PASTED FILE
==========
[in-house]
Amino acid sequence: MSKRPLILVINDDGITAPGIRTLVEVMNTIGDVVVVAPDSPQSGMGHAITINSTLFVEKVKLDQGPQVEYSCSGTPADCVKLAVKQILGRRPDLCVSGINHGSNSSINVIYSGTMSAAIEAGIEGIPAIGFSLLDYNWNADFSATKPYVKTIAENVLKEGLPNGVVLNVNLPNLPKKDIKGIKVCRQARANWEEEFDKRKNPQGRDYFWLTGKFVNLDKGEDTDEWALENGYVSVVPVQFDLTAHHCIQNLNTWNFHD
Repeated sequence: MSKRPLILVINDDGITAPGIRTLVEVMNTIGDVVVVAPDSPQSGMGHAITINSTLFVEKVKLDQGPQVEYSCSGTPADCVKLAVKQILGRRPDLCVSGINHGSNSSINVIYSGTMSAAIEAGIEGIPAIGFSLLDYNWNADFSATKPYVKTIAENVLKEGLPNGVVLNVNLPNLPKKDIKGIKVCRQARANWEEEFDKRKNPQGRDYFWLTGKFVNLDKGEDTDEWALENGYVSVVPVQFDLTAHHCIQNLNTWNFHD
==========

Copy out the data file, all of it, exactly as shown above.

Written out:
[in-house]
Amino acid sequence: MSKRPLILVINDDGITAPGIRTLVEVMNTIGDVVVVAPDSPQSGMGHAITINSTLFVEKVKLDQGPQVEYSCSGTPADCVKLAVKQILGRRPDLCVSGINHGSNSSINVIYSGTMSAAIEAGIEGIPAIGFSLLDYNWNADFSATKPYVKTIAENVLKEGLPNGVVLNVNLPNLPKKDIKGIKVCRQARANWEEEFDKRKNPQGRDYFWLTGKFVNLDKGEDTDEWALENGYVSVVPVQFDLTAHHCIQNLNTWNFHD
Repeated sequence: MSKRPLILVINDDGITAPGIRTLVEVMNTIGDVVVVAPDSPQSGMGHAITINSTLFVEKVKLDQGPQVEYSCSGTPADCVKLAVKQILGRRPDLCVSGINHGSNSSINVIYSGTMSAAIEAGIEGIPAIGFSLLDYNWNADFSATKPYVKTIAENVLKEGLPNGVVLNVNLPNLPKKDIKGIKVCRQARANWEEEFDKRKNPQGRDYFWLTGKFVNLDKGEDTDEWALENGYVSVVPVQFDLTAHHCIQNLNTWNFHD